The runt of the litter.
Lisbeth Salander, the righter of wrongs, the woman that hurts men who hurt women, has had a 21st century boost in the film-sphere. Stemming from Stieg Larson’s best selling series of brutal noir novels, she first arrived onscreen in 2009’s home-brewed Swedish adaptation, based on the first book, The Girl with the Dragon Tattoo, with the brilliant Noomi Rapace in the role (plus a series of sequels). Then the father of modern, western cinematic hybristophilia, David Fincher, remade it in 2011, subbing Rooney Mara in as Lisbeth and gifting her an Oscar-nomination in the process. Now it’s 2018, and Sony have presented us with a sequel-cum-soft reboot, opting to take on the one novel not written by Larson (uh oh), placing Fede Alvarez in the director’s chair and casting Claire Foy as the titular Girl in the Spider’s Web. The end result of this far-wrought fiction is expectedly a misfire, almost impressive in its near-total lack of exhilaration.
We open with a young Lisbeth and her sister Camilla (played by the otherwise fabulous Sylvia Hoeks later) partaking in a game of chess. Their father calls them through, basking in the cold, shadowy light of winter. The immediacy of what he’s after is frightening, but Lisbeth isn’t as loyal as her unguarded sibling, and is forced to leave her stranded as she escapes (in a fashion that kickstarts the film’s habit of ignoring mortality). Then begins a Bond-esque credits sequence stained with blacks and reflective greys, complete with the sort of ambiguous subliminal imagery that will, in some way, relate to the tale we’re about to be told. It’s gorgeous, but thoroughly unexpected considering the pulpy source material.
We’re reacquainted with Lisbeth fairly quickly; a woman has been abused by her husband, she’s lying on the ground with a bloodied face, he offers his comfort and a placeholder apology until the next beating. Lights go out. He strolls through his overtly extravagant home to turn the power back on; as he turns, he’s faced with a dark angel. “Take your children and leave, he will not hurt you again”, she says. We’re firmly back in Millennium territory, but from here the storytelling stumbles like a lumbering drunkard.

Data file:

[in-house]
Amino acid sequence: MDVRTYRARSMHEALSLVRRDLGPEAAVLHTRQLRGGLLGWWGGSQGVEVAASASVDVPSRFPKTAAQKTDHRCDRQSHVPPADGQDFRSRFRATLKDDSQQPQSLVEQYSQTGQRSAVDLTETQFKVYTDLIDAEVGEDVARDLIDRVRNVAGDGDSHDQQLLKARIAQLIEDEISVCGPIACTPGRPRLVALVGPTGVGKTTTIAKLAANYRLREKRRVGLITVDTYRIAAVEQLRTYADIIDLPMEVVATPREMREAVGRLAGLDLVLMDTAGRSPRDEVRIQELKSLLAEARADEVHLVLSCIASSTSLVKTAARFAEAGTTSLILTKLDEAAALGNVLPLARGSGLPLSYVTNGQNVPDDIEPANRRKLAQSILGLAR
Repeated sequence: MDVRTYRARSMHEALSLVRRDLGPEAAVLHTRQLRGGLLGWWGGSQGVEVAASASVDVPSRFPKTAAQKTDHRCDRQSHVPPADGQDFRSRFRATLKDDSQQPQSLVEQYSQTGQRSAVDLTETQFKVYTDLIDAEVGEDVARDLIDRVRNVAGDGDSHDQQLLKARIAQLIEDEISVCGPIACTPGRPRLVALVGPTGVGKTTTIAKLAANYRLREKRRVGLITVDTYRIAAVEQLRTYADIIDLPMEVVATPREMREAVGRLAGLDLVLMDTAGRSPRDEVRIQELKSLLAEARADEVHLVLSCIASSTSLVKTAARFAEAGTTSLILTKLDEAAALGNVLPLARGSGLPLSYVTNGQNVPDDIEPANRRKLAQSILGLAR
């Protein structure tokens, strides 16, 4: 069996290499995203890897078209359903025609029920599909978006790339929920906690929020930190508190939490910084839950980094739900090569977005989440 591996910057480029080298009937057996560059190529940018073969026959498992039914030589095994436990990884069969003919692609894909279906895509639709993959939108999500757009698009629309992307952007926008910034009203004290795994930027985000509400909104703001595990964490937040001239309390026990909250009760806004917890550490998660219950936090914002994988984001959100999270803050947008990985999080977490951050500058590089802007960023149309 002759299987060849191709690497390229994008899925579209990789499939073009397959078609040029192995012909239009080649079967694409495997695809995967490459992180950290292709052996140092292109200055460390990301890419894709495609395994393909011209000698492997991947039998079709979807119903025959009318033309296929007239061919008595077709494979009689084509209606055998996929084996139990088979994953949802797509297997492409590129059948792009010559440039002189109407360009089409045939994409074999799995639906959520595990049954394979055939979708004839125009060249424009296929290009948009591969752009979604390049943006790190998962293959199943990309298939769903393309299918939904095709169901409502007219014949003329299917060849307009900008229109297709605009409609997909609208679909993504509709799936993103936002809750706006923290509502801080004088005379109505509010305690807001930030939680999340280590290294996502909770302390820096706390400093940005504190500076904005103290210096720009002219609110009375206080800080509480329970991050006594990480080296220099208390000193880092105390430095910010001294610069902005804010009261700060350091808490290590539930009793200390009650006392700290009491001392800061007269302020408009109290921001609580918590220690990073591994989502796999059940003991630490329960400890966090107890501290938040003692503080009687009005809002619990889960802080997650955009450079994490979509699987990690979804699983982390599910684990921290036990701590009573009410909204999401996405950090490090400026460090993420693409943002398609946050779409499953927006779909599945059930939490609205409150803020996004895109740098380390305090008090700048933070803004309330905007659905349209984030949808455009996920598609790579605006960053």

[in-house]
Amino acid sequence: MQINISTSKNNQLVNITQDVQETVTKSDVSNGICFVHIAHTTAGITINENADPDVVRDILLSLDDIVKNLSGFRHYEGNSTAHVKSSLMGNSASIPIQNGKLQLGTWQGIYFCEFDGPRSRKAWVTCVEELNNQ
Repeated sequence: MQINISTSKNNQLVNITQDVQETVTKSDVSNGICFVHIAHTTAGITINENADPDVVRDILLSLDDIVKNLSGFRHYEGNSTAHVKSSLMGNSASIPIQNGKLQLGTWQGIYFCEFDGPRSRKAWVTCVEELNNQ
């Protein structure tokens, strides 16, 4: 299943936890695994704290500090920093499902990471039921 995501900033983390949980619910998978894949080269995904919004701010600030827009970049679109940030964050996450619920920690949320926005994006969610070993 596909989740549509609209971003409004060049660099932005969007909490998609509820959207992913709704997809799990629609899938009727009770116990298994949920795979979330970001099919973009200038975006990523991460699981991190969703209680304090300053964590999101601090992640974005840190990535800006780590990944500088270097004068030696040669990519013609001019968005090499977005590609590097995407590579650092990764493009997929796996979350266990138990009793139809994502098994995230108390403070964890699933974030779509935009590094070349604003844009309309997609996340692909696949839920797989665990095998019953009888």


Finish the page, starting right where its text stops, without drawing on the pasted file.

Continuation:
To add to the sisterly skeletons in the closet, there’s a generic end-of-the-world plot involving Stephen Merchant, and the return of past cohort Mikael Blomkvist (Sverrir Gudnason). The former never really elicits any sort of major dramatic tension (probably because it’s almost lifted out of a Mission: Impossible romp), and the latter struggles to infuse any sizzling chemistry due to the fact it’s different actors, in a different movie, with a very different dynamic. The script, written by Jay Busu, Steven Knight and Alavarez, is a classic case of too many cooks spoiling the stew. Not that they were afforded the best of starts, adapting David Lagercantz’ much weaker release in the series. But the dialogue throughout is painfully contrived to carry the (incredibly dull) narrative along, rather than feeling like an organic process. Things just happen in Spider’s Web, for no other reason than they have to to get onto to the next chapter; people find names and addresses with no struggle, walk in the right place in the right time without any sort of self-aware pay off. As an audience member, you need to buy into the stakes to feel that little flutter of anxiety, that engulfing pressure that connects you to the rumbling stomach of the drama – here it’s so contrived it veers into aggravation.
There are inklings of something terrific here; Alvarez’s portfolio sells itself, and Foy is genuinely the picture’s saving grace as a much more conflicted, vulnerable Lisbeth. The score from Roque Baños is bombastic and occasionally even epic, and the cinematography from frequent collaborator Pedro Luque frames the not-so-mysterious-mystery with a mixture of intimate and seductive visuals. But where it counts, the experience falls totally flat – boring, lacklustre action scenes deprived of real, gruelling choreography, hilariously standard plot devices (look out for the scary syringe!) and a central relationship that never ignites a sense of intrigue. The standout moment is an asphyxiating vacuum-pack torture scene, perfectly executed with a devilish tendency to fixate on the tightening of the black, airless sack, tightening on the audiences chests in return. It made me think of the traumatic, adeptly injurious 2009 feature, a film so far, far better than this, that it’s almost a shame that Foy’s impressively enthusiastic take is forgotten amidst a snorefest.
A fat, big-budget dud with a pulse that even a versatile Foy can’t keep from flatlining.
Cameron Frew – @FrewFilm